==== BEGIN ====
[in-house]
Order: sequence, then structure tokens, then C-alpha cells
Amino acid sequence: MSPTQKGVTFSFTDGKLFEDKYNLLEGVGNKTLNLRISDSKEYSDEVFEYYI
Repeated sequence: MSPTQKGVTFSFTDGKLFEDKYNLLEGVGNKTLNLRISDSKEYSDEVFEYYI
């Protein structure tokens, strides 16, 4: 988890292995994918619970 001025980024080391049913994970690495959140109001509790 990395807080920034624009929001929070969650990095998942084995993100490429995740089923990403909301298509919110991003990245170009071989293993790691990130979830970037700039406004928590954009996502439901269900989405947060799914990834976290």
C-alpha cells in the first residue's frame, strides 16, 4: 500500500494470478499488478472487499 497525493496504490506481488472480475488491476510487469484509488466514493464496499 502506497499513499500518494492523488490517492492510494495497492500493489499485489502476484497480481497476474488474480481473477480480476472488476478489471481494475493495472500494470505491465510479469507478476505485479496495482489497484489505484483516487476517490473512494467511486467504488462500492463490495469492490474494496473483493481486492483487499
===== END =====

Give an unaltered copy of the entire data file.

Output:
[in-house]
Order: sequence, then structure tokens, then C-alpha cells
Amino acid sequence: MSPTQKGVTFSFTDGKLFEDKYNLLEGVGNKTLNLRISDSKEYSDEVFEYYI
Repeated sequence: MSPTQKGVTFSFTDGKLFEDKYNLLEGVGNKTLNLRISDSKEYSDEVFEYYI
């Protein structure tokens, strides 16, 4: 988890292995994918619970 001025980024080391049913994970690495959140109001509790 990395807080920034624009929001929070969650990095998942084995993100490429995740089923990403909301298509919110991003990245170009071989293993790691990130979830970037700039406004928590954009996502439901269900989405947060799914990834976290």
C-alpha cells in the first residue's frame, strides 16, 4: 500500500494470478499488478472487499 497525493496504490506481488472480475488491476510487469484509488466514493464496499 502506497499513499500518494492523488490517492492510494495497492500493489499485489502476484497480481497476474488474480481473477480480476472488476478489471481494475493495472500494470505491465510479469507478476505485479496495482489497484489505484483516487476517490473512494467511486467504488462500492463490495469492490474494496473483493481486492483487499